Circle of Service: Secretary of the Air Force Michael W. Wynne & the Family Business
Manufacturer: RTN Press
In 2008 Michael Wynne was forced to resign from the Pentagon’s top civilian post in the Air Force. Here’s the whole story ... his life story and that of his family’s service to America.
In early November 2005, Acting Secretary of the Air Force Pete Geren swore in Michael Wynne as Secretary of the Air Force in a ceremony at the Air Force Academy. It has been a long journey for Michael and his wife Barb -- and the culmination of many years of service and sacrifice for the extended Wynne family.
The most interesting aspects of the Wynne story begin with his education at West Point and his commision into the Air Force in 1966. He received his master's degree in electrical engineering from the Air Force Institute of Technology and began a short career at the Air Force Academy as an instructor. However, his expertise in computer technology along with his military background made him attractive to the defense industry and he went to work for Research Analysis and Development. This opportunity allowed him to hone his significant technical skills in a business environment while getting into financial modeling. After receiving his MBA from the University of Colorado, Mike's career recieved a major boost when he joined General Dynamics in the mid-1970s.
From that moment on, Wynne performed at intersection of the military industrial complex focusing on a series of planes, tanks, and other weapons and systems -- from the perspective of development, acquistion, and strategy.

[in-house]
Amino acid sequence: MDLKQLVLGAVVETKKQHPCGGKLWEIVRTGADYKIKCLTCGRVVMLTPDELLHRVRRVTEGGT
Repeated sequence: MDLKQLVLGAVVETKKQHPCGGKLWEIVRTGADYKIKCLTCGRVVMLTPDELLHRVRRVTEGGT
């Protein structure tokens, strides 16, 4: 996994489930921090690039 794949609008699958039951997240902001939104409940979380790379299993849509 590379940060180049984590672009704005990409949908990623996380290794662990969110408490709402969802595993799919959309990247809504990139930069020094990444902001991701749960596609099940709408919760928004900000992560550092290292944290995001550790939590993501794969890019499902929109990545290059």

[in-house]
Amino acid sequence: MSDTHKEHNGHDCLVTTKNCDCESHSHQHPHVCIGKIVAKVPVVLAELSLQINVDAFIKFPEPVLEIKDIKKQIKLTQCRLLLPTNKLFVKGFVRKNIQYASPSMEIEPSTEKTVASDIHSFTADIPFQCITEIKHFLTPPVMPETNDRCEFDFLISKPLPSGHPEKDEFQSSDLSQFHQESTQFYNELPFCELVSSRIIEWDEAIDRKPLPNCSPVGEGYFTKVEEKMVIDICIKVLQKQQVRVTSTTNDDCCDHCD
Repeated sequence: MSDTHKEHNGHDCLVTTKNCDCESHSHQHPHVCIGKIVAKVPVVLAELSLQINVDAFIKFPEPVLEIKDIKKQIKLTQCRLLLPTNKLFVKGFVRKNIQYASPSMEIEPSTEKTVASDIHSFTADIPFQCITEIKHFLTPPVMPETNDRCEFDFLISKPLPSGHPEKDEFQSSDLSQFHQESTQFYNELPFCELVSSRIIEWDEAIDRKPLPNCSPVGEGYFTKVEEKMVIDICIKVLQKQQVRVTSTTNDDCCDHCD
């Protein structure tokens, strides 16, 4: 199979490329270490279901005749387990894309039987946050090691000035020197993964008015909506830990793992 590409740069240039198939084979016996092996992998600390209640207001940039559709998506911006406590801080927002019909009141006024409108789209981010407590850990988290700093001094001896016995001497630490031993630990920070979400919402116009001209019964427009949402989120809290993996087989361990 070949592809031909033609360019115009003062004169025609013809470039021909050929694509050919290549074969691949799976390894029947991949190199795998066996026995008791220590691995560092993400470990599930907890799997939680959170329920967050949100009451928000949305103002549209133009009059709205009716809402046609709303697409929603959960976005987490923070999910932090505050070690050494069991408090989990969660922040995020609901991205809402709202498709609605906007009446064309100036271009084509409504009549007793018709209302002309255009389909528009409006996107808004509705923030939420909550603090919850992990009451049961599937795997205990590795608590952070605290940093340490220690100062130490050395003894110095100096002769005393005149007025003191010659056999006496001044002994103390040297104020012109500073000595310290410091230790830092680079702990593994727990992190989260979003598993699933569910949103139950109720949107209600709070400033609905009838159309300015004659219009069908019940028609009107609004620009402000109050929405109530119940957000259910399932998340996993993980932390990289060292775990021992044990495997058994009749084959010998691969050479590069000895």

Author Richard Bessette divides the narrative into a detailed recitation of the progress of Wynne's career interspersed with glimpses into his personal life. Since it's likely that the audience for this piece would be most interested in the workings of the Department of Defense during the early years of the Iraq and Afghanistan Wars, I was disappointed that it took 290 pages to get there. Along with significant footnoting, a complete list of citations, and an extensive index, this book seems more of a reference than a strict biography. Wynne's experiences in the military, industry, and government would be invaluable to researchers and novelists looking for an insider's perspective the business of arms development and acquisition -- and politics.
Reviewed by: Joyce Faulkner (2012)